“All European institutions have made clear on several occasions that freedom of expression and freedom of sharing information is one of the key points of the Copenhagen criteria. This freedom also extends to the internet: Turkey needs a new ambitious law, developed in consultation with all stakeholders, on the internet freedom and data protection,” she added.
Flautre also said blocking entire sites commonly used by the public is an unacceptable practice.
“Mechanisms for pre-accession provide consultations and sharing of best practices, and the EU is ready to co-operate fully with Turkey on these issues,” she added.
Access to more than 40,000 websites is still blocked in Turkey, according to EngelliWeb, a site that monitors internet censorship.
According to the Pew Research Global Attitudes Project, 79 percent of internet users in Turkey use social networking sites, while 42 percent of social networking users share political views on the platforms.
Hannes Swoboda, chair of the Group of the Progressive Alliance of Socialists and Democrats in the European Parliament, said the opening of new accession chapters between Turkey and the EU would underscore the EU’s standards of fundamental rights for candidate countries.
“I am glad that the judiciary does not support the political game of curtailing freedom of speech through banning Twitter and YouTube, and even Google IPs. I am indeed very worried in how far Mr. Erdogan is willing to respect fundamental rights of all citizens,” Swoboda told SES Türkiye.
“But to discuss these topics frankly we have to — as I have called for in the past — open the critical chapters in the accession negotiations. Only when discussing chapters 23 and 24 [judiciary and fundamental rights; and justice, freedom and security] will we be able to really see whether or not Turkey and the EU can find common ground on these crucial topics,” he added.
Istanbul-based blogger Ahmet Sabanci said the Twitter blockage controversy showed freedom of speech is a fragile concept in Turkey.
“The blockage over Twitter following a few showpiece complaints provides only a small reference about what we could witness in the future,” Sabanci told SES Türkiye.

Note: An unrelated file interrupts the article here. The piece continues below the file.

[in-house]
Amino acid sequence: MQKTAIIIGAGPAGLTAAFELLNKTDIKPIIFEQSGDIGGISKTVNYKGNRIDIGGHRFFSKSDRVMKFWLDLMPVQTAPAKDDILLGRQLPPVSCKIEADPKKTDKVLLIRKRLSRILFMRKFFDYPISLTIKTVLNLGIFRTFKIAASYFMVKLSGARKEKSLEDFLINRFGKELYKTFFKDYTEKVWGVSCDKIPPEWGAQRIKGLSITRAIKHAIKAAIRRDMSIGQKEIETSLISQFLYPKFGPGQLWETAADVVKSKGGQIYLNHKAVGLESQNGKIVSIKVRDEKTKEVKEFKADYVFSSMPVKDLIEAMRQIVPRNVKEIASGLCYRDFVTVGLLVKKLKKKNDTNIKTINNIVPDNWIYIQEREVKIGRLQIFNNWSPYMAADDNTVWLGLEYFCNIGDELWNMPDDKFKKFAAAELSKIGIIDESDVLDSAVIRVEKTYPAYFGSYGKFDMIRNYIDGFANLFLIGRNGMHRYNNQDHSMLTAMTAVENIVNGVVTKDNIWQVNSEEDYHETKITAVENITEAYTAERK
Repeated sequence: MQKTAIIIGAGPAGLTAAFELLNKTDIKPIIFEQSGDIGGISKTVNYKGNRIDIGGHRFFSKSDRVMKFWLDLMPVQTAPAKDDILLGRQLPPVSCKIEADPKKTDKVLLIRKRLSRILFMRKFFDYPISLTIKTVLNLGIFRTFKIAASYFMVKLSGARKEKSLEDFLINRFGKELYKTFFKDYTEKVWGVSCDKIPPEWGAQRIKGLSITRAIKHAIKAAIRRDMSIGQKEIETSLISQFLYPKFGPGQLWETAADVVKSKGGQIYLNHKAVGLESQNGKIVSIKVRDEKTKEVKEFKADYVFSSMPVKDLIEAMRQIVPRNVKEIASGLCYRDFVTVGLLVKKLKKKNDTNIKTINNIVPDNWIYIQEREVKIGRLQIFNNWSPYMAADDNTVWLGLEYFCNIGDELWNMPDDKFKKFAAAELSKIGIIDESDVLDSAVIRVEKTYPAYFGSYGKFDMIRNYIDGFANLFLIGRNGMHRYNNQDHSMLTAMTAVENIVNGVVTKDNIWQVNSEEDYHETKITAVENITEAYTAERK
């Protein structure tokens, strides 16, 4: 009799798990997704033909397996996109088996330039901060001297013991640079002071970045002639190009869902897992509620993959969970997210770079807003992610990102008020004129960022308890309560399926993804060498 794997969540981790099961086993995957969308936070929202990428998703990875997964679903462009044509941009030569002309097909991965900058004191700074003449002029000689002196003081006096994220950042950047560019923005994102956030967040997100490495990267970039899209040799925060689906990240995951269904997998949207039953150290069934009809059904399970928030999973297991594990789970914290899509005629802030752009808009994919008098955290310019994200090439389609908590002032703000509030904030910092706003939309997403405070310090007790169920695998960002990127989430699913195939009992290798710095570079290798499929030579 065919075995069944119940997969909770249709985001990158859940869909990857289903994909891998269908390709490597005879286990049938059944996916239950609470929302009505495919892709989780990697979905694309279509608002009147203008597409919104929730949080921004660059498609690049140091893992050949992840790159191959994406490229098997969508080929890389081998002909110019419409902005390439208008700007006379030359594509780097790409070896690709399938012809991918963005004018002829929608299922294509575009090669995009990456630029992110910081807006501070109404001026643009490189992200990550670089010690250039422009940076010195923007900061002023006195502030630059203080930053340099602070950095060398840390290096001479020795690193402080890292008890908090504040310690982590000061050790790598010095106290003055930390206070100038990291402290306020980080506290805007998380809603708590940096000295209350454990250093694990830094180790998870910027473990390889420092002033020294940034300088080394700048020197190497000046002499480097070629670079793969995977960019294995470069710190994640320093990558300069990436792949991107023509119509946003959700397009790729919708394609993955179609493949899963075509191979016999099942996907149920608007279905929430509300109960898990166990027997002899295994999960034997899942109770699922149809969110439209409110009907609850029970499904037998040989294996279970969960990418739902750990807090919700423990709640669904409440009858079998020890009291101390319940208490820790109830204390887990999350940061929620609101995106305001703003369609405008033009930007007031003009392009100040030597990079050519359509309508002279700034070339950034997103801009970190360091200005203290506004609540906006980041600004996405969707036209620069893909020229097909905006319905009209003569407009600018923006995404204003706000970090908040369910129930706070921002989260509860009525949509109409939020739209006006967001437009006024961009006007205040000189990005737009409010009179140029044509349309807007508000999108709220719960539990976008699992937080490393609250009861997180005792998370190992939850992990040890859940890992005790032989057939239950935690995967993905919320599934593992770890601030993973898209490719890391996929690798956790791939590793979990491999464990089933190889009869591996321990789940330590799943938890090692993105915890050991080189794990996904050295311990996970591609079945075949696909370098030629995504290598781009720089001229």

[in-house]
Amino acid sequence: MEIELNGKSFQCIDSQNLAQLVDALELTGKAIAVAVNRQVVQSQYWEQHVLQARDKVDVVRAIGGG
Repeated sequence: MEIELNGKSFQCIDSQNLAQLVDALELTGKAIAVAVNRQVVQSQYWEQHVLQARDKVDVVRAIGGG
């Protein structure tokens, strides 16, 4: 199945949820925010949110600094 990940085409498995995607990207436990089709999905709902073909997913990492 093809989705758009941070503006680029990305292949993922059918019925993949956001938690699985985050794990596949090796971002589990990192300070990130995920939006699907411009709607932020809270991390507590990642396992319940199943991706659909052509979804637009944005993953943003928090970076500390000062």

“The censorship over the internet and the state monitoring in social media has reached a very dangerous point. The recently signed internet law aims at further restricting our freedoms and increases the monitoring of the governmental agencies, like TIB, over internet communication.”
Sabanci said he expects other websites to remain banned despite the Constitutional Court’s decision.
“In order to avoid the same bans again in the future, we need a new internet law that prioritises freedom of speech, rights of people to get information and to stay anonymous in using their accounts, as well as maintains the independent nature of the internet,” Sabanci said.
Yelda Gizem Unal, an Ankara-based lawyer specialising in internet freedom, said that although the Twitter ban is over, the blockage on YouTube, based on political justifications, is still on-going and undermines people’s trust on rule of law in Turkey.
“The interdiction of access for a whole video sharing site just because of one video posting is against the Constitution and the European Convention of Human Rights. It means that by unplugging the whole website, Turkey ignores the freedom of speech of all citizens,” Unal told SES Türkiye.
According to Unal, obstructing access to social media sites on the basis of arbitrary decisions reflects creeping state supervision of the internet.
“If state authorities want to bring some sanctions against illegal postings on internet, there is a need for a specialised court that has to give its decision based on legal facts and targeting only the relevant accounts, not the whole system,” she added.